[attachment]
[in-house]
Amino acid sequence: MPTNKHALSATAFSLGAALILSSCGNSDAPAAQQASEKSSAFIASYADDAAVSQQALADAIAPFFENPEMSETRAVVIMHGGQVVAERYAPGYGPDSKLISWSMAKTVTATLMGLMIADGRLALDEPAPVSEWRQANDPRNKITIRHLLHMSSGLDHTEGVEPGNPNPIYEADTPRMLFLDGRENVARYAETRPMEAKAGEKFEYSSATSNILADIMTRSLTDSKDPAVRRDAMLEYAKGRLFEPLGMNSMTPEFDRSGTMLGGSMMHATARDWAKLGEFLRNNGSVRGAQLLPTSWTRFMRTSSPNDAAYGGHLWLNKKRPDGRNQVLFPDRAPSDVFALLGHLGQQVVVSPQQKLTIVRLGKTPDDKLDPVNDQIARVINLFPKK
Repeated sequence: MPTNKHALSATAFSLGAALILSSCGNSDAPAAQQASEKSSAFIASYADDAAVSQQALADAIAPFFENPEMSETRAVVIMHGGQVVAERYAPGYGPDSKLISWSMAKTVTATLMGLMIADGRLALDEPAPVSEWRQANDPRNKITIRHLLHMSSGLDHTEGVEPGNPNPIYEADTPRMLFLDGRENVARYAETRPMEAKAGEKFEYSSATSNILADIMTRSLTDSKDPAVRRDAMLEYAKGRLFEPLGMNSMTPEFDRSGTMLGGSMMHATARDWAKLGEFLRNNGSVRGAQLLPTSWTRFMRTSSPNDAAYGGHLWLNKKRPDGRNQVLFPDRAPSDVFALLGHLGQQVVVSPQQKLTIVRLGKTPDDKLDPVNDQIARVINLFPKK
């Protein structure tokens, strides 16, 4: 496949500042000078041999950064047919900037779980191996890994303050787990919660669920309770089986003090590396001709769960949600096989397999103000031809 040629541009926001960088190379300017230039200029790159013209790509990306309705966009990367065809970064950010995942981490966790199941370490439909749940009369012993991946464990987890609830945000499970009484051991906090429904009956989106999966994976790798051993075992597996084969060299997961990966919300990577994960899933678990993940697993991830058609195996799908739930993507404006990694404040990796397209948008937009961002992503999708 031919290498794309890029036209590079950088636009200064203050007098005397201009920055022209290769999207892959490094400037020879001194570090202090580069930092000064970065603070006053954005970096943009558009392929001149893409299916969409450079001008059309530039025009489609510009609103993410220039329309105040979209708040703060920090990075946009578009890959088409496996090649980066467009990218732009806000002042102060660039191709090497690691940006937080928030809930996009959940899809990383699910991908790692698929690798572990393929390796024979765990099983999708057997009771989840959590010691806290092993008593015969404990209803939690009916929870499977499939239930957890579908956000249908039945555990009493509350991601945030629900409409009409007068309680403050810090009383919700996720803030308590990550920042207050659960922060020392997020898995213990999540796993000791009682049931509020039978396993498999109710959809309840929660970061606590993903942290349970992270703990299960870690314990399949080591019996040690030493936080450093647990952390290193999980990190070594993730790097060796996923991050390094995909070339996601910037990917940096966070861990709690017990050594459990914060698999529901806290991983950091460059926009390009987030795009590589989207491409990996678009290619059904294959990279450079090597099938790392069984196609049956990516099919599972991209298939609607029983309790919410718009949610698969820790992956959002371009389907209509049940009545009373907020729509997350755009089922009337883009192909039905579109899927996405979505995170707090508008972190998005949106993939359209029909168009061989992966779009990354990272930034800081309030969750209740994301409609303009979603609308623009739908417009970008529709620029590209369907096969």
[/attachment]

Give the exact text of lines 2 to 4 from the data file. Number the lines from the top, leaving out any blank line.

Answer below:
Amino acid sequence: MPTNKHALSATAFSLGAALILSSCGNSDAPAAQQASEKSSAFIASYADDAAVSQQALADAIAPFFENPEMSETRAVVIMHGGQVVAERYAPGYGPDSKLISWSMAKTVTATLMGLMIADGRLALDEPAPVSEWRQANDPRNKITIRHLLHMSSGLDHTEGVEPGNPNPIYEADTPRMLFLDGRENVARYAETRPMEAKAGEKFEYSSATSNILADIMTRSLTDSKDPAVRRDAMLEYAKGRLFEPLGMNSMTPEFDRSGTMLGGSMMHATARDWAKLGEFLRNNGSVRGAQLLPTSWTRFMRTSSPNDAAYGGHLWLNKKRPDGRNQVLFPDRAPSDVFALLGHLGQQVVVSPQQKLTIVRLGKTPDDKLDPVNDQIARVINLFPKK
Repeated sequence: MPTNKHALSATAFSLGAALILSSCGNSDAPAAQQASEKSSAFIASYADDAAVSQQALADAIAPFFENPEMSETRAVVIMHGGQVVAERYAPGYGPDSKLISWSMAKTVTATLMGLMIADGRLALDEPAPVSEWRQANDPRNKITIRHLLHMSSGLDHTEGVEPGNPNPIYEADTPRMLFLDGRENVARYAETRPMEAKAGEKFEYSSATSNILADIMTRSLTDSKDPAVRRDAMLEYAKGRLFEPLGMNSMTPEFDRSGTMLGGSMMHATARDWAKLGEFLRNNGSVRGAQLLPTSWTRFMRTSSPNDAAYGGHLWLNKKRPDGRNQVLFPDRAPSDVFALLGHLGQQVVVSPQQKLTIVRLGKTPDDKLDPVNDQIARVINLFPKK
């Protein structure tokens, strides 16, 4: 496949500042000078041999950064047919900037779980191996890994303050787990919660669920309770089986003090590396001709769960949600096989397999103000031809 040629541009926001960088190379300017230039200029790159013209790509990306309705966009990367065809970064950010995942981490966790199941370490439909749940009369012993991946464990987890609830945000499970009484051991906090429904009956989106999966994976790798051993075992597996084969060299997961990966919300990577994960899933678990993940697993991830058609195996799908739930993507404006990694404040990796397209948008937009961002992503999708 031919290498794309890029036209590079950088636009200064203050007098005397201009920055022209290769999207892959490094400037020879001194570090202090580069930092000064970065603070006053954005970096943009558009392929001149893409299916969409450079001008059309530039025009489609510009609103993410220039329309105040979209708040703060920090990075946009578009890959088409496996090649980066467009990218732009806000002042102060660039191709090497690691940006937080928030809930996009959940899809990383699910991908790692698929690798572990393929390796024979765990099983999708057997009771989840959590010691806290092993008593015969404990209803939690009916929870499977499939239930957890579908956000249908039945555990009493509350991601945030629900409409009409007068309680403050810090009383919700996720803030308590990550920042207050659960922060020392997020898995213990999540796993000791009682049931509020039978396993498999109710959809309840929660970061606590993903942290349970992270703990299960870690314990399949080591019996040690030493936080450093647990952390290193999980990190070594993730790097060796996923991050390094995909070339996601910037990917940096966070861990709690017990050594459990914060698999529901806290991983950091460059926009390009987030795009590589989207491409990996678009290619059904294959990279450079090597099938790392069984196609049956990516099919599972991209298939609607029983309790919410718009949610698969820790992956959002371009389907209509049940009545009373907020729509997350755009089922009337883009192909039905579109899927996405979505995170707090508008972190998005949106993939359209029909168009061989992966779009990354990272930034800081309030969750209740994301409609303009979603609308623009739908417009970008529709620029590209369907096969």